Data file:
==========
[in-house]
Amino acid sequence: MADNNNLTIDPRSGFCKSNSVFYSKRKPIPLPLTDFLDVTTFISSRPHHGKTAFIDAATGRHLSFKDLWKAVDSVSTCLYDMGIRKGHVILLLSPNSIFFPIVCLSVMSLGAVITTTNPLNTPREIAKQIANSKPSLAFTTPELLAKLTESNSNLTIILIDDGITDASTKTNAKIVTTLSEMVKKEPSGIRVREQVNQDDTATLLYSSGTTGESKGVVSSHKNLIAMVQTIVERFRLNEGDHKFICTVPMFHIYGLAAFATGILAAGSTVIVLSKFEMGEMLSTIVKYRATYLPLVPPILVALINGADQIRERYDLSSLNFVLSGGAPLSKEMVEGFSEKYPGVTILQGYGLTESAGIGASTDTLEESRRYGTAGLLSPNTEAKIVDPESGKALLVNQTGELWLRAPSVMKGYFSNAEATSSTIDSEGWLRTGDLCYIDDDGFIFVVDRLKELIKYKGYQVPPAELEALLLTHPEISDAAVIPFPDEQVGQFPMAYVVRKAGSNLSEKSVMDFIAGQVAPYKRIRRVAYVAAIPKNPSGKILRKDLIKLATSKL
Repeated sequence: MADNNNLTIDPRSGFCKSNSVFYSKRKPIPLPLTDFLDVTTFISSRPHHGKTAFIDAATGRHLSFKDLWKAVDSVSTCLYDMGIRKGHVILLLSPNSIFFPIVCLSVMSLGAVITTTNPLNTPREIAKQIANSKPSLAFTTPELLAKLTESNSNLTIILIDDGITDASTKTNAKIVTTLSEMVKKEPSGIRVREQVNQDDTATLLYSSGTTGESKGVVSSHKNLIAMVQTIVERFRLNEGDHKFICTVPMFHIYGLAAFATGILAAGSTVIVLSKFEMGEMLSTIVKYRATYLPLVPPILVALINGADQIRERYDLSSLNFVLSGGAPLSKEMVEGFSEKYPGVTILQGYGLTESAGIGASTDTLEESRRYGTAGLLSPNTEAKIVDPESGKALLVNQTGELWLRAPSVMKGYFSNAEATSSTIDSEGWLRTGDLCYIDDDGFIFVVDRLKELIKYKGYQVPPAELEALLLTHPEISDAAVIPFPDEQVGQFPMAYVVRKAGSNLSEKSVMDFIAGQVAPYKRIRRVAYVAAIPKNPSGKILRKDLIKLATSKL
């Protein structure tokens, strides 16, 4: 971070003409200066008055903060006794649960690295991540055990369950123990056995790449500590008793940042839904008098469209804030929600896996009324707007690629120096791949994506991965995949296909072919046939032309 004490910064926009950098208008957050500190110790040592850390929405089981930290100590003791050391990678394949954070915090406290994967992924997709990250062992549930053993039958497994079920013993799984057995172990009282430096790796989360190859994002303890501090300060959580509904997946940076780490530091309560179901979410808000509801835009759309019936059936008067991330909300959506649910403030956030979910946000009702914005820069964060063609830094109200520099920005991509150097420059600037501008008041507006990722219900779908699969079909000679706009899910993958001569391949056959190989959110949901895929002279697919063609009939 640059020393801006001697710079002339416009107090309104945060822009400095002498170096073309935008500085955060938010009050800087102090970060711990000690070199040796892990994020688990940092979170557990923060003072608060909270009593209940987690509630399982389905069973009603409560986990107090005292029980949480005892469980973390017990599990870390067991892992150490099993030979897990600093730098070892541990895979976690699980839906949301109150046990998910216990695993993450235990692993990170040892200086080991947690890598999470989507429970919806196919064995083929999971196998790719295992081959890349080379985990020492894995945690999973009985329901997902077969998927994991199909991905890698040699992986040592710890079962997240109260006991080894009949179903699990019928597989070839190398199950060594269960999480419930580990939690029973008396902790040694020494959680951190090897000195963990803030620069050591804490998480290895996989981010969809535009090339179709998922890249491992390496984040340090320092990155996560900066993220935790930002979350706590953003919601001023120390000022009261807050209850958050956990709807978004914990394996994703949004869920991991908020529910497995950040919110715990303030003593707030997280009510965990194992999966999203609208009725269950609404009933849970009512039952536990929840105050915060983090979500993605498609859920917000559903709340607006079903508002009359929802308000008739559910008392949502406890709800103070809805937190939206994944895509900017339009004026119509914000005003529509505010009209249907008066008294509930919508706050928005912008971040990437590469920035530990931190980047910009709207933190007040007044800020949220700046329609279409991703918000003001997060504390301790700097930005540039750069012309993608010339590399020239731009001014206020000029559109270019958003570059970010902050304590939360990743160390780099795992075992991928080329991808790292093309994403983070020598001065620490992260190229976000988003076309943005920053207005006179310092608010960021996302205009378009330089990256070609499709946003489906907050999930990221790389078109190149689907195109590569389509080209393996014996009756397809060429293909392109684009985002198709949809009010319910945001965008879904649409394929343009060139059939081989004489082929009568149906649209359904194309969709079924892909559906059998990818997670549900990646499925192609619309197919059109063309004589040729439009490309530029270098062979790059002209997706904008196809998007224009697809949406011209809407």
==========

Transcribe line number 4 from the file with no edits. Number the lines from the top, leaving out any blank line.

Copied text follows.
């Protein structure tokens, strides 16, 4: 971070003409200066008055903060006794649960690295991540055990369950123990056995790449500590008793940042839904008098469209804030929600896996009324707007690629120096791949994506991965995949296909072919046939032309 004490910064926009950098208008957050500190110790040592850390929405089981930290100590003791050391990678394949954070915090406290994967992924997709990250062992549930053993039958497994079920013993799984057995172990009282430096790796989360190859994002303890501090300060959580509904997946940076780490530091309560179901979410808000509801835009759309019936059936008067991330909300959506649910403030956030979910946000009702914005820069964060063609830094109200520099920005991509150097420059600037501008008041507006990722219900779908699969079909000679706009899910993958001569391949056959190989959110949901895929002279697919063609009939 640059020393801006001697710079002339416009107090309104945060822009400095002498170096073309935008500085955060938010009050800087102090970060711990000690070199040796892990994020688990940092979170557990923060003072608060909270009593209940987690509630399982389905069973009603409560986990107090005292029980949480005892469980973390017990599990870390067991892992150490099993030979897990600093730098070892541990895979976690699980839906949301109150046990998910216990695993993450235990692993990170040892200086080991947690890598999470989507429970919806196919064995083929999971196998790719295992081959890349080379985990020492894995945690999973009985329901997902077969998927994991199909991905890698040699992986040592710890079962997240109260006991080894009949179903699990019928597989070839190398199950060594269960999480419930580990939690029973008396902790040694020494959680951190090897000195963990803030620069050591804490998480290895996989981010969809535009090339179709998922890249491992390496984040340090320092990155996560900066993220935790930002979350706590953003919601001023120390000022009261807050209850958050956990709807978004914990394996994703949004869920991991908020529910497995950040919110715990303030003593707030997280009510965990194992999966999203609208009725269950609404009933849970009512039952536990929840105050915060983090979500993605498609859920917000559903709340607006079903508002009359929802308000008739559910008392949502406890709800103070809805937190939206994944895509900017339009004026119509914000005003529509505010009209249907008066008294509930919508706050928005912008971040990437590469920035530990931190980047910009709207933190007040007044800020949220700046329609279409991703918000003001997060504390301790700097930005540039750069012309993608010339590399020239731009001014206020000029559109270019958003570059970010902050304590939360990743160390780099795992075992991928080329991808790292093309994403983070020598001065620490992260190229976000988003076309943005920053207005006179310092608010960021996302205009378009330089990256070609499709946003489906907050999930990221790389078109190149689907195109590569389509080209393996014996009756397809060429293909392109684009985002198709949809009010319910945001965008879904649409394929343009060139059939081989004489082929009568149906649209359904194309969709079924892909559906059998990818997670549900990646499925192609619309197919059109063309004589040729439009490309530029270098062979790059002209997706904008196809998007224009697809949406011209809407």